U.S. citizen victims of crime in Mexico are urged to contact the
consular section of the nearest U.S. consulate or Embassy for advice
Crime and Violence in Mexico
U.S. citizens residing and traveling in Mexico should exercise caution
when in unfamiliar areas and be aware of their surroundings at all
times. Violence by criminal elements affects many parts of the
country, urban and rural, including border areas. Though there is no
evidence that U.S. citizens are specifically targeted, Mexican and
foreign bystanders have been injured or killed in some violent
attacks, demonstrating the heightened risk in public places. In
recent years, dozens of U.S. citizens have been kidnapped in Mexico
and many cases remain unresolved. Moreover, new cases of
disappearances and kidnap-for-ransom continue to be reported. No one
can be considered immune from kidnapping on the basis of occupation,
nationality, or other factors. U.S. citizens who believe they are
being followed should notify Mexican officials as soon as possible.
U.S. citizens should make every attempt to travel on main roads during
daylight hours, particularly the toll ("cuota") roads, which are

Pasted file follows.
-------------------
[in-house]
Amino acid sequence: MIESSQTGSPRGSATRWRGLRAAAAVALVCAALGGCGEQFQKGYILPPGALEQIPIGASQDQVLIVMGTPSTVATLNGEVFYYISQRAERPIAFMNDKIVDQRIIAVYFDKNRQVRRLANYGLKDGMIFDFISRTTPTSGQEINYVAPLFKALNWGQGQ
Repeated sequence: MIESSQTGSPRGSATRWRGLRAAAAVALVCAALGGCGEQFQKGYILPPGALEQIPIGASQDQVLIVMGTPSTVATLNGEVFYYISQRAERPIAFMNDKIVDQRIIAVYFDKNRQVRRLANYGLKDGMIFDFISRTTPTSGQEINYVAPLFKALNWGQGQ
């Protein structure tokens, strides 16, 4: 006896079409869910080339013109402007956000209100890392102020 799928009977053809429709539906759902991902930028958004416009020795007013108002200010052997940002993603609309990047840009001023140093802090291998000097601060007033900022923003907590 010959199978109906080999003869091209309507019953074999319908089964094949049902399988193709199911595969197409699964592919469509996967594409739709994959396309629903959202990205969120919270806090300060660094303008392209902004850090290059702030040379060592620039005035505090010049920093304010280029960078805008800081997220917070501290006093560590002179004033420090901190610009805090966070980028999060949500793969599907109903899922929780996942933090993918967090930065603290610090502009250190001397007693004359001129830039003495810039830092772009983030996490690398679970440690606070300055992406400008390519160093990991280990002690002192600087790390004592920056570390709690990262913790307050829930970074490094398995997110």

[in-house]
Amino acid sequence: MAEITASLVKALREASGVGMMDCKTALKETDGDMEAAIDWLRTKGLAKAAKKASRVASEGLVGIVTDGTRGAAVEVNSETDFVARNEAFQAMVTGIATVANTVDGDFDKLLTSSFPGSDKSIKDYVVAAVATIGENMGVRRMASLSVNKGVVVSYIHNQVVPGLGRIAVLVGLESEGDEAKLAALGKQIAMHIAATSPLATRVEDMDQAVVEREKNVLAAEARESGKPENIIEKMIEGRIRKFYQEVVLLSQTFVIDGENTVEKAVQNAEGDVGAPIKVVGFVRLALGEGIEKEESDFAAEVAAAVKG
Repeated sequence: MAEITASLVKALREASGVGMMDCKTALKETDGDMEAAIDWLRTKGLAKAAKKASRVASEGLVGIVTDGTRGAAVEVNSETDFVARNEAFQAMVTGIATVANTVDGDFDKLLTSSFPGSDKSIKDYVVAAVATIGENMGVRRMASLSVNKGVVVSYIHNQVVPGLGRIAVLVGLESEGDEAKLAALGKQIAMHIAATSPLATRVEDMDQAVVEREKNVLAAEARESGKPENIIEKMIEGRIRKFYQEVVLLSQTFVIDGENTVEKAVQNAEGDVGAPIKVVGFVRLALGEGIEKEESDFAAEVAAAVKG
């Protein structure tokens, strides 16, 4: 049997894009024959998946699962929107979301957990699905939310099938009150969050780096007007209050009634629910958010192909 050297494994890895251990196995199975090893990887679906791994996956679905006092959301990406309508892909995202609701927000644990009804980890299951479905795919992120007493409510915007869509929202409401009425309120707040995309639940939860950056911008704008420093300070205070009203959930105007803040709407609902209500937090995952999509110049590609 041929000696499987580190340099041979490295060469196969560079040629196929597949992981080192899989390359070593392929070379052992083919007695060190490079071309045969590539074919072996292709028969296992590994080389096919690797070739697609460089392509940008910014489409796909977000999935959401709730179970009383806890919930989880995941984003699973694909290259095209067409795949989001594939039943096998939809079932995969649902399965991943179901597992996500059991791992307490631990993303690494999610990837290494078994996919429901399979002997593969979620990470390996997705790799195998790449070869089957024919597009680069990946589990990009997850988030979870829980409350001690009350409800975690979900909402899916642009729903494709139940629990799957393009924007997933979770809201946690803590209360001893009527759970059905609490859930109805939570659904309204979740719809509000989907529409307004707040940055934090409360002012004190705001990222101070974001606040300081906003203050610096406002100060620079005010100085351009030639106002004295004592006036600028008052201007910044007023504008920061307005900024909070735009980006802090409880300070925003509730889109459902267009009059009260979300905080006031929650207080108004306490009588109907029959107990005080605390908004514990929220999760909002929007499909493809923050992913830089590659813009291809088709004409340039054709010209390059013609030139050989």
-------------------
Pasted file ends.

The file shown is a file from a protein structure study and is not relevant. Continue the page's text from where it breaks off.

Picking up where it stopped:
generally more secure. It is preferable for U.S. citizens to stay in
well-known tourist destinations and tourist areas of the cities with
more adequate security, and provide an itinerary to a friend or family
member not traveling with them. U.S. citizens should avoid traveling
alone as a means to better ensure their safety. Refrain from
displaying expensive-looking jewelry, large amounts of money, or other
Demonstrations occur frequently throughout Mexico and usually are
peaceful. However, even demonstrations intended to be peaceful can
turn confrontational and escalate into violence unexpectedly. Some
deaths occurred during violent demonstrations, including an American
citizen who died in the 2006 violence in Oaxaca. During
demonstrations or law enforcement operations, U.S. citizens are
advised to remain in their homes or hotels, avoid large crowds, and
avoid the downtown and surrounding areas. Since the timing and routes
of scheduled marches and demonstrations are always subject to change,
U.S. citizens should monitor local media sources for new developments
and exercise extreme caution while within the vicinity of protests.
The Mexican Constitution prohibits political activities by foreigners,
and such actions may result in detention and/or deportation.
Therefore, U.S. citizens are advised to avoid participating in
demonstrations or other activities that might be deemed political by
For more detailed information on staying safe in Mexico, please see
the Mexico Country Specific Information at:
latest security information, U.S. citizens traveling abroad should
regularly monitor the Department's internet web site at
where the current Worldwide Caution, Travel
Warnings, and Travel Alerts can be found. Up-to-date information on